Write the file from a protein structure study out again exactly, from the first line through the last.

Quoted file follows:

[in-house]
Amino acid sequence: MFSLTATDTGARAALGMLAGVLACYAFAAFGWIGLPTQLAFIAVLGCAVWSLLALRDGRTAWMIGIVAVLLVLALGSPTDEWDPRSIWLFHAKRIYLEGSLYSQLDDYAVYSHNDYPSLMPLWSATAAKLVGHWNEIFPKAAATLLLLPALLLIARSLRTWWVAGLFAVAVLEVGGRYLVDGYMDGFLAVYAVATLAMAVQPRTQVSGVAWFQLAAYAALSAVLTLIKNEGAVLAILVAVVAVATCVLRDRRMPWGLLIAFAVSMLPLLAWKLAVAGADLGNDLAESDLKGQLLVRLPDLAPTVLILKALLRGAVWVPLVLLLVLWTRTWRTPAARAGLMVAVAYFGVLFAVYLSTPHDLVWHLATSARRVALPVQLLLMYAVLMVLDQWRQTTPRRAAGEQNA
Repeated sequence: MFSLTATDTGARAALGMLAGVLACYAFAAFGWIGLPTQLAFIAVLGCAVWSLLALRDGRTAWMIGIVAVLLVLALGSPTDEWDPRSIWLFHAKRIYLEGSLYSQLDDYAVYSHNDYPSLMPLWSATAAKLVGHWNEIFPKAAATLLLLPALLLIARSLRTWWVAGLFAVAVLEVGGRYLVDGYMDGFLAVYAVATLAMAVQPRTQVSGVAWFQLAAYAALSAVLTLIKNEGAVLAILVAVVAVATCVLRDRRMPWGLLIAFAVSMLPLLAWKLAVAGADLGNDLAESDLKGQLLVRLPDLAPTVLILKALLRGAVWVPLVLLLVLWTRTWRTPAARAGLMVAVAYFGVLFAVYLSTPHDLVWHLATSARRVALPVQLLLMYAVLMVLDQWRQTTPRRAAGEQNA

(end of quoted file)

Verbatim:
[in-house]
Amino acid sequence: MFSLTATDTGARAALGMLAGVLACYAFAAFGWIGLPTQLAFIAVLGCAVWSLLALRDGRTAWMIGIVAVLLVLALGSPTDEWDPRSIWLFHAKRIYLEGSLYSQLDDYAVYSHNDYPSLMPLWSATAAKLVGHWNEIFPKAAATLLLLPALLLIARSLRTWWVAGLFAVAVLEVGGRYLVDGYMDGFLAVYAVATLAMAVQPRTQVSGVAWFQLAAYAALSAVLTLIKNEGAVLAILVAVVAVATCVLRDRRMPWGLLIAFAVSMLPLLAWKLAVAGADLGNDLAESDLKGQLLVRLPDLAPTVLILKALLRGAVWVPLVLLLVLWTRTWRTPAARAGLMVAVAYFGVLFAVYLSTPHDLVWHLATSARRVALPVQLLLMYAVLMVLDQWRQTTPRRAAGEQNA
Repeated sequence: MFSLTATDTGARAALGMLAGVLACYAFAAFGWIGLPTQLAFIAVLGCAVWSLLALRDGRTAWMIGIVAVLLVLALGSPTDEWDPRSIWLFHAKRIYLEGSLYSQLDDYAVYSHNDYPSLMPLWSATAAKLVGHWNEIFPKAAATLLLLPALLLIARSLRTWWVAGLFAVAVLEVGGRYLVDGYMDGFLAVYAVATLAMAVQPRTQVSGVAWFQLAAYAALSAVLTLIKNEGAVLAILVAVVAVATCVLRDRRMPWGLLIAFAVSMLPLLAWKLAVAGADLGNDLAESDLKGQLLVRLPDLAPTVLILKALLRGAVWVPLVLLLVLWTRTWRTPAARAGLMVAVAYFGVLFAVYLSTPHDLVWHLATSARRVALPVQLLLMYAVLMVLDQWRQTTPRRAAGEQNA